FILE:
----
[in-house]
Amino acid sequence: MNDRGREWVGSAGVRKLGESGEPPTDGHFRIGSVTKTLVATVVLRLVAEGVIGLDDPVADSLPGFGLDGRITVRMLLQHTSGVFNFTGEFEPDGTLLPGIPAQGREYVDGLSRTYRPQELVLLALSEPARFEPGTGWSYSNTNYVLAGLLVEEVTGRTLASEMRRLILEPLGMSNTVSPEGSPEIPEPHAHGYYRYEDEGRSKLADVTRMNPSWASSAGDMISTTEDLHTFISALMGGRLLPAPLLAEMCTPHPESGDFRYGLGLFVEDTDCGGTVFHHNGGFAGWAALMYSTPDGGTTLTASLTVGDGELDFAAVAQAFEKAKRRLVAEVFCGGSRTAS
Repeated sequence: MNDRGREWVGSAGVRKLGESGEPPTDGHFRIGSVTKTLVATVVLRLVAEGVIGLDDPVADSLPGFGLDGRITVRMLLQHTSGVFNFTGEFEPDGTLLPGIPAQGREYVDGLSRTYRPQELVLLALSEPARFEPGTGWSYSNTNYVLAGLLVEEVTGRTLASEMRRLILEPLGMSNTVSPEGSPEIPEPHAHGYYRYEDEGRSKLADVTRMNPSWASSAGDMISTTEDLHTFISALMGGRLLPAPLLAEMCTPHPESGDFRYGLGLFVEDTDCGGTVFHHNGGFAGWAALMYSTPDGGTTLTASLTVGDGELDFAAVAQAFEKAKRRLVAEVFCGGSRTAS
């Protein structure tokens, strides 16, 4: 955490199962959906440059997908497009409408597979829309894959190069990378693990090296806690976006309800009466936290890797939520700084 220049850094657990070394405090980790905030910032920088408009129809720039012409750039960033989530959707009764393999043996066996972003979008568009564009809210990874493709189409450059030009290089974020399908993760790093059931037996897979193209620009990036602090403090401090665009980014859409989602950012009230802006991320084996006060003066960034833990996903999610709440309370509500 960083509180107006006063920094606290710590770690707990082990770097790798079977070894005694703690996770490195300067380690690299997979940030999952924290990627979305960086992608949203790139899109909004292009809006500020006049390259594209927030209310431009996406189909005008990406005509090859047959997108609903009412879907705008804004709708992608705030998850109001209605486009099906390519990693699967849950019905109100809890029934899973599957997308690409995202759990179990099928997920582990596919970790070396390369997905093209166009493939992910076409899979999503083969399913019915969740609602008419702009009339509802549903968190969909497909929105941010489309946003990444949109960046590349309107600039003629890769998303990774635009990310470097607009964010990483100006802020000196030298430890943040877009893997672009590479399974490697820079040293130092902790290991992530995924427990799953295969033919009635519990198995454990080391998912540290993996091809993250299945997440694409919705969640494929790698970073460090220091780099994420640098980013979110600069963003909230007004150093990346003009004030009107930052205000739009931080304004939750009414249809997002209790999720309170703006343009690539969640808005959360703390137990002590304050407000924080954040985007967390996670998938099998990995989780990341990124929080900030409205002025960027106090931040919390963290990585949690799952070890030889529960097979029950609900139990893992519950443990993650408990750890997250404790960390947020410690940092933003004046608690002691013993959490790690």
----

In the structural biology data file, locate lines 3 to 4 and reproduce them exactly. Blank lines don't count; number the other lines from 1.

Repeated sequence: MNDRGREWVGSAGVRKLGESGEPPTDGHFRIGSVTKTLVATVVLRLVAEGVIGLDDPVADSLPGFGLDGRITVRMLLQHTSGVFNFTGEFEPDGTLLPGIPAQGREYVDGLSRTYRPQELVLLALSEPARFEPGTGWSYSNTNYVLAGLLVEEVTGRTLASEMRRLILEPLGMSNTVSPEGSPEIPEPHAHGYYRYEDEGRSKLADVTRMNPSWASSAGDMISTTEDLHTFISALMGGRLLPAPLLAEMCTPHPESGDFRYGLGLFVEDTDCGGTVFHHNGGFAGWAALMYSTPDGGTTLTASLTVGDGELDFAAVAQAFEKAKRRLVAEVFCGGSRTAS
């Protein structure tokens, strides 16, 4: 955490199962959906440059997908497009409408597979829309894959190069990378693990090296806690976006309800009466936290890797939520700084 220049850094657990070394405090980790905030910032920088408009129809720039012409750039960033989530959707009764393999043996066996972003979008568009564009809210990874493709189409450059030009290089974020399908993760790093059931037996897979193209620009990036602090403090401090665009980014859409989602950012009230802006991320084996006060003066960034833990996903999610709440309370509500 960083509180107006006063920094606290710590770690707990082990770097790798079977070894005694703690996770490195300067380690690299997979940030999952924290990627979305960086992608949203790139899109909004292009809006500020006049390259594209927030209310431009996406189909005008990406005509090859047959997108609903009412879907705008804004709708992608705030998850109001209605486009099906390519990693699967849950019905109100809890029934899973599957997308690409995202759990179990099928997920582990596919970790070396390369997905093209166009493939992910076409899979999503083969399913019915969740609602008419702009009339509802549903968190969909497909929105941010489309946003990444949109960046590349309107600039003629890769998303990774635009990310470097607009964010990483100006802020000196030298430890943040877009893997672009590479399974490697820079040293130092902790290991992530995924427990799953295969033919009635519990198995454990080391998912540290993996091809993250299945997440694409919705969640494929790698970073460090220091780099994420640098980013979110600069963003909230007004150093990346003009004030009107930052205000739009931080304004939750009414249809997002209790999720309170703006343009690539969640808005959360703390137990002590304050407000924080954040985007967390996670998938099998990995989780990341990124929080900030409205002025960027106090931040919390963290990585949690799952070890030889529960097979029950609900139990893992519950443990993650408990750890997250404790960390947020410690940092933003004046608690002691013993959490790690």